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Reviewed by:
  • Network of Knowledge: Western Science and the Tokugawa Information Revolution by Terrence Jackson
  • Niels van Steenpaal
Network of Knowledge: Western Science and the Tokugawa Information Revolution. By Terrence Jackson. University of Hawai‘i Press, 2016. 232pages. Hardcover $55.00.

What makes someone a “scholar”? Is it the possession of a certain type, breadth, or volume of knowledge? Is it characterized by a method or perhaps adherence to a worldview? Does it require a diploma from an accredited institute of higher learning? Is it limited to those who hold a teaching position within such an institute? Does it require one to publish, and if so, how frequently? Although these questions strike at the core of the daily activities—if not identities—of those of us in the world of “academia,” our contractual obligation to practice this thing called “scholarship” often leaves us with little time to deeply reflect about its essence. It was a pleasure, therefore, to find myself having the rare opportunity to engage in both through a review of Terrence Jackson’s new monograph on the rise of Rangaku (Dutch studies) in early modern Japan.

The relevance of Jackson’s book to the abovementioned problematic lies in the main question that it sets out to answer: What were the conditions that allowed Dutch studies—a newcomer to the established world of Tokugawa scholarship—to secure its place as a valid intellectual pursuit? Or, in other words, how did the scarce and disparate strands of knowledge leaking out of Deshima manage to not only excite a few occidentalist eccentrics, but inspire hundreds to systematically pursue this knowledge as a new branch of learning? Whereas the bulk of modern scholarship has perhaps taken this increasing popularity of Dutch studies for granted as the natural result of the practical (read “scientific” or “modern”) efficacy of its ideas, Jackson argues that the power of ideas alone does not provide an adequate explanation and that “the growth of rangaku should be understood as the spreading of a social network” (p. 16).

Two elements characterize Jackson’s method in examining Dutch studies as a social network. The first is his choice to place Ōtsuki Gentaku (1757–1827) at the center of his narrative. Rather than analyzing “whole networks” that include all members within a given community, Jackson opts to use an “egocentric network” (p. 17), starting at the center with Gentaku and moving outward to examine his social ties. The second is his adoption of the conceptual vocabulary of Pierre Bourdieu: field, habitus, capital, and practice. That is, Jackson interprets Gentaku’s network as a field in which multiple actors, each habitually predisposed toward certain actions, struggle over the accumulation of various kinds of capital (economic, cultural, social, symbolic) and in doing so come to define the scholarly practice of Dutch studies. The book is conveniently—but not explicitly—structured to encompass both of these elements; within a larger chronological narrative of the development of Gentaku’s network, each chapter presents a case-study exploration of this network as seen through one of Bourdieu’s theoretical concepts. [End Page 110]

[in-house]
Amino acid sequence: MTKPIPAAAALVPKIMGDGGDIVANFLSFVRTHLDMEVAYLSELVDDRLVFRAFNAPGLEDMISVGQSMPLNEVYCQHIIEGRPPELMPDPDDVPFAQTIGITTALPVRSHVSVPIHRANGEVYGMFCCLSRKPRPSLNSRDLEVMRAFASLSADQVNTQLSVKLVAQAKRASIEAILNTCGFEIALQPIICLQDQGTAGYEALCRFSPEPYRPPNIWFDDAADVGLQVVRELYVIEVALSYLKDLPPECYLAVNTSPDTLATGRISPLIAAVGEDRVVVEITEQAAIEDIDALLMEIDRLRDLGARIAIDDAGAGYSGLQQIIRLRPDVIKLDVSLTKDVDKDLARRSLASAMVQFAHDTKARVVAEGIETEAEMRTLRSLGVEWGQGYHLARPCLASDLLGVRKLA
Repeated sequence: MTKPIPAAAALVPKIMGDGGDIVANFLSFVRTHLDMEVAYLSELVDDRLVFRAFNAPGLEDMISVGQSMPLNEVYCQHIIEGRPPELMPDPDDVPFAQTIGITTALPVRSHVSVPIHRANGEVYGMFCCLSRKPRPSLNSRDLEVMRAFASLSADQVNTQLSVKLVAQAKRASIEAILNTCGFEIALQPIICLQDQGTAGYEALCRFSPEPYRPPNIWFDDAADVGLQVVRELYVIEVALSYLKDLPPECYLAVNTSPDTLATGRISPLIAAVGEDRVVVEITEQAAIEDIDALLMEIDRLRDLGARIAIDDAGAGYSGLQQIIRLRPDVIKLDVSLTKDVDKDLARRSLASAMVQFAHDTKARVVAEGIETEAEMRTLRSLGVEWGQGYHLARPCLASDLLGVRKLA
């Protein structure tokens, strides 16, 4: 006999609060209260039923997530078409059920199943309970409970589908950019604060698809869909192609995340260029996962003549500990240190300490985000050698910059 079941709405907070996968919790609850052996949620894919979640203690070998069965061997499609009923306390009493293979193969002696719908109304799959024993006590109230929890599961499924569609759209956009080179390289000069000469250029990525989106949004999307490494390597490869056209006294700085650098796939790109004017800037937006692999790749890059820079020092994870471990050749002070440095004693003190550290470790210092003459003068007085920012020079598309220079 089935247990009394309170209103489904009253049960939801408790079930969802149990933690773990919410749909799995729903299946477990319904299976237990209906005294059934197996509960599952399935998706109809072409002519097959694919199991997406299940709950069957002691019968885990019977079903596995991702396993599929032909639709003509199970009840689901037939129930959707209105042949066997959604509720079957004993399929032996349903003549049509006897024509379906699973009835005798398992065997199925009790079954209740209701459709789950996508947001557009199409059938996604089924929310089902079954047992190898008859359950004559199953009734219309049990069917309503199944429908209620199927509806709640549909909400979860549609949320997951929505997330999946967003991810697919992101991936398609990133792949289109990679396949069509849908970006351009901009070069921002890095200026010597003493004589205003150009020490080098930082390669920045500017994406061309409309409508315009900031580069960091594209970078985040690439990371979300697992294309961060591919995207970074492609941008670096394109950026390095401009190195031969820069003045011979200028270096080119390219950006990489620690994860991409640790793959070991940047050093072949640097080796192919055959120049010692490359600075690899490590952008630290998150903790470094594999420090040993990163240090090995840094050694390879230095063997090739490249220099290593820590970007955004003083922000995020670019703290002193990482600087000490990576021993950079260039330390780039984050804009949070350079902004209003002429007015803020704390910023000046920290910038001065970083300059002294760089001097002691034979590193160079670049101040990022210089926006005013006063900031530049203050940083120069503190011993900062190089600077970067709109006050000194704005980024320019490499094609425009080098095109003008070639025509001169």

The first chapter sets out to reconstruct Gentaku’s habitus, showing how his Dutch studies scholarship was necessarily informed by his multiple identities. His position as a samurai required careful negotiation between the financial reach of his stipend, his feudal obligations, and his intellectual interests. As a doctor, moreover, Gentaku had to find an ethical balance between the demands of clinical practice, theoretical study, and the need to attract patients. As a Confucian intellectual, he had to justify the pursuit of Dutch studies to himself as well as to the larger community. And as a family head, he was responsible for making sure that all of the above negotiations not only served himself, but would go on to benefit his family in the long run.

Moving on from habitus, the second chapter focuses on the use of the physical space of salons in the creation of capital. Based on a consideration of material items as “cultural capital in the objectified state” (p. 47), Jackson provides an illuminating reading of the famous Shirandō shingenkai zu (Painting of a New Year’s Gathering at [Gentaku...


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pp. 110-113
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